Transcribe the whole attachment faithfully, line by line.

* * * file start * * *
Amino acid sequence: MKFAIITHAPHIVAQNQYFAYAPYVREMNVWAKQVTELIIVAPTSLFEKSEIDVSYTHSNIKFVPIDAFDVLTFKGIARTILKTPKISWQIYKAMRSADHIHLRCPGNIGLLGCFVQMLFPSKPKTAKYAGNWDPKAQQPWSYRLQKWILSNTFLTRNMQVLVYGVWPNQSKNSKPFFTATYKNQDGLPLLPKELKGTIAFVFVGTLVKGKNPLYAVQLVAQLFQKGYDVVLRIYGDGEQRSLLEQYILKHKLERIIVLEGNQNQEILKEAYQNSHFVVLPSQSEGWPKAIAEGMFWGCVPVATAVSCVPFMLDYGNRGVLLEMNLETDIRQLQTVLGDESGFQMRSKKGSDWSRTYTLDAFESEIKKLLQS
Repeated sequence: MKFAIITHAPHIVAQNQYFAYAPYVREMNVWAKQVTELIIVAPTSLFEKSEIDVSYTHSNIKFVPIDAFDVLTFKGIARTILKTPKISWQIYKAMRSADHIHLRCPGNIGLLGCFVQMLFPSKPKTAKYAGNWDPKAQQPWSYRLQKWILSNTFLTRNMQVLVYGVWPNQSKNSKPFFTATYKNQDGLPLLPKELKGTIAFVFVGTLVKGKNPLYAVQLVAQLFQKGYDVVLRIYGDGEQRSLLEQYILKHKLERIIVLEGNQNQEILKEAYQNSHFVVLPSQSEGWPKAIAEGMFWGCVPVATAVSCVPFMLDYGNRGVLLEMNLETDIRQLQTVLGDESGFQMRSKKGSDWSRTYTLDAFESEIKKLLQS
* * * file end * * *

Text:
Amino acid sequence: MKFAIITHAPHIVAQNQYFAYAPYVREMNVWAKQVTELIIVAPTSLFEKSEIDVSYTHSNIKFVPIDAFDVLTFKGIARTILKTPKISWQIYKAMRSADHIHLRCPGNIGLLGCFVQMLFPSKPKTAKYAGNWDPKAQQPWSYRLQKWILSNTFLTRNMQVLVYGVWPNQSKNSKPFFTATYKNQDGLPLLPKELKGTIAFVFVGTLVKGKNPLYAVQLVAQLFQKGYDVVLRIYGDGEQRSLLEQYILKHKLERIIVLEGNQNQEILKEAYQNSHFVVLPSQSEGWPKAIAEGMFWGCVPVATAVSCVPFMLDYGNRGVLLEMNLETDIRQLQTVLGDESGFQMRSKKGSDWSRTYTLDAFESEIKKLLQS
Repeated sequence: MKFAIITHAPHIVAQNQYFAYAPYVREMNVWAKQVTELIIVAPTSLFEKSEIDVSYTHSNIKFVPIDAFDVLTFKGIARTILKTPKISWQIYKAMRSADHIHLRCPGNIGLLGCFVQMLFPSKPKTAKYAGNWDPKAQQPWSYRLQKWILSNTFLTRNMQVLVYGVWPNQSKNSKPFFTATYKNQDGLPLLPKELKGTIAFVFVGTLVKGKNPLYAVQLVAQLFQKGYDVVLRIYGDGEQRSLLEQYILKHKLERIIVLEGNQNQEILKEAYQNSHFVVLPSQSEGWPKAIAEGMFWGCVPVATAVSCVPFMLDYGNRGVLLEMNLETDIRQLQTVLGDESGFQMRSKKGSDWSRTYTLDAFESEIKKLLQS